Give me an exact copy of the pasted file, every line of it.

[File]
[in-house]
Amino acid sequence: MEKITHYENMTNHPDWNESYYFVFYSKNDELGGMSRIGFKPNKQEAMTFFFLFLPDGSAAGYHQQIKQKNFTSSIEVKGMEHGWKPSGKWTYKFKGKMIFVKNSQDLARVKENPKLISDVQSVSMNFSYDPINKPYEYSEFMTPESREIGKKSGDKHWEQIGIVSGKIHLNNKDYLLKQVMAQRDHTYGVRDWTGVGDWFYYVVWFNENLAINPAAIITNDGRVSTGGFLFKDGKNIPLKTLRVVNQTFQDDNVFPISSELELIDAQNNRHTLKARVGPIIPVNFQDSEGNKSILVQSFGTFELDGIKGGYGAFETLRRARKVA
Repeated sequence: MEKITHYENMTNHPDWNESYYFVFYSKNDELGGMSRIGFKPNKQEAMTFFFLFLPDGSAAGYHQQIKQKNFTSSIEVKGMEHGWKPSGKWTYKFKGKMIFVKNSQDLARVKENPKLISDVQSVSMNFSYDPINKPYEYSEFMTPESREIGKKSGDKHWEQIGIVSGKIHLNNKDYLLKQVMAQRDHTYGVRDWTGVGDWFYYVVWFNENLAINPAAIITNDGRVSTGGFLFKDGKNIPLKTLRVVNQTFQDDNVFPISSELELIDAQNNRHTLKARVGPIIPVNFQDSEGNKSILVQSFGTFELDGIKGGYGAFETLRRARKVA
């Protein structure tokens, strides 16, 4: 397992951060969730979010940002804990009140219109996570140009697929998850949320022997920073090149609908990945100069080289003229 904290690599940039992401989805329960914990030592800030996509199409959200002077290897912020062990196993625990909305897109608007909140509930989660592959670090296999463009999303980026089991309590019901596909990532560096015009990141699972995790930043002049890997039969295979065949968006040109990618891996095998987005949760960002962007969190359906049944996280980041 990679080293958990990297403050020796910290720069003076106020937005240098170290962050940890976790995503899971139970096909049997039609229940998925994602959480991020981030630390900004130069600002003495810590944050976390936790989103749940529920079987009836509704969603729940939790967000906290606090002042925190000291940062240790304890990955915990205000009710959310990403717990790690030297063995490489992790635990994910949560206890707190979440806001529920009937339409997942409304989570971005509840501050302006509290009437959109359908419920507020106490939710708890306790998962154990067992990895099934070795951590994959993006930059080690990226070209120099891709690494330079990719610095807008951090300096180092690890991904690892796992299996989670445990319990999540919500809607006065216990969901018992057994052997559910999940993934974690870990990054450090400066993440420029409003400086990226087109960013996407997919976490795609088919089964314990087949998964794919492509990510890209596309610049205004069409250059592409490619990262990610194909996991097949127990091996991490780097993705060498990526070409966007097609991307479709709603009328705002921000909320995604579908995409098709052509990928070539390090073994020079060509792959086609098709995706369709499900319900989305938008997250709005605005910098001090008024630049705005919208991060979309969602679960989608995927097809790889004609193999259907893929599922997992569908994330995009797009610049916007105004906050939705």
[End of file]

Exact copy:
[in-house]
Amino acid sequence: MEKITHYENMTNHPDWNESYYFVFYSKNDELGGMSRIGFKPNKQEAMTFFFLFLPDGSAAGYHQQIKQKNFTSSIEVKGMEHGWKPSGKWTYKFKGKMIFVKNSQDLARVKENPKLISDVQSVSMNFSYDPINKPYEYSEFMTPESREIGKKSGDKHWEQIGIVSGKIHLNNKDYLLKQVMAQRDHTYGVRDWTGVGDWFYYVVWFNENLAINPAAIITNDGRVSTGGFLFKDGKNIPLKTLRVVNQTFQDDNVFPISSELELIDAQNNRHTLKARVGPIIPVNFQDSEGNKSILVQSFGTFELDGIKGGYGAFETLRRARKVA
Repeated sequence: MEKITHYENMTNHPDWNESYYFVFYSKNDELGGMSRIGFKPNKQEAMTFFFLFLPDGSAAGYHQQIKQKNFTSSIEVKGMEHGWKPSGKWTYKFKGKMIFVKNSQDLARVKENPKLISDVQSVSMNFSYDPINKPYEYSEFMTPESREIGKKSGDKHWEQIGIVSGKIHLNNKDYLLKQVMAQRDHTYGVRDWTGVGDWFYYVVWFNENLAINPAAIITNDGRVSTGGFLFKDGKNIPLKTLRVVNQTFQDDNVFPISSELELIDAQNNRHTLKARVGPIIPVNFQDSEGNKSILVQSFGTFELDGIKGGYGAFETLRRARKVA
């Protein structure tokens, strides 16, 4: 397992951060969730979010940002804990009140219109996570140009697929998850949320022997920073090149609908990945100069080289003229 904290690599940039992401989805329960914990030592800030996509199409959200002077290897912020062990196993625990909305897109608007909140509930989660592959670090296999463009999303980026089991309590019901596909990532560096015009990141699972995790930043002049890997039969295979065949968006040109990618891996095998987005949760960002962007969190359906049944996280980041 990679080293958990990297403050020796910290720069003076106020937005240098170290962050940890976790995503899971139970096909049997039609229940998925994602959480991020981030630390900004130069600002003495810590944050976390936790989103749940529920079987009836509704969603729940939790967000906290606090002042925190000291940062240790304890990955915990205000009710959310990403717990790690030297063995490489992790635990994910949560206890707190979440806001529920009937339409997942409304989570971005509840501050302006509290009437959109359908419920507020106490939710708890306790998962154990067992990895099934070795951590994959993006930059080690990226070209120099891709690494330079990719610095807008951090300096180092690890991904690892796992299996989670445990319990999540919500809607006065216990969901018992057994052997559910999940993934974690870990990054450090400066993440420029409003400086990226087109960013996407997919976490795609088919089964314990087949998964794919492509990510890209596309610049205004069409250059592409490619990262990610194909996991097949127990091996991490780097993705060498990526070409966007097609991307479709709603009328705002921000909320995604579908995409098709052509990928070539390090073994020079060509792959086609098709995706369709499900319900989305938008997250709005605005910098001090008024630049705005919208991060979309969602679960989608995927097809790889004609193999259907893929599922997992569908994330995009797009610049916007105004906050939705």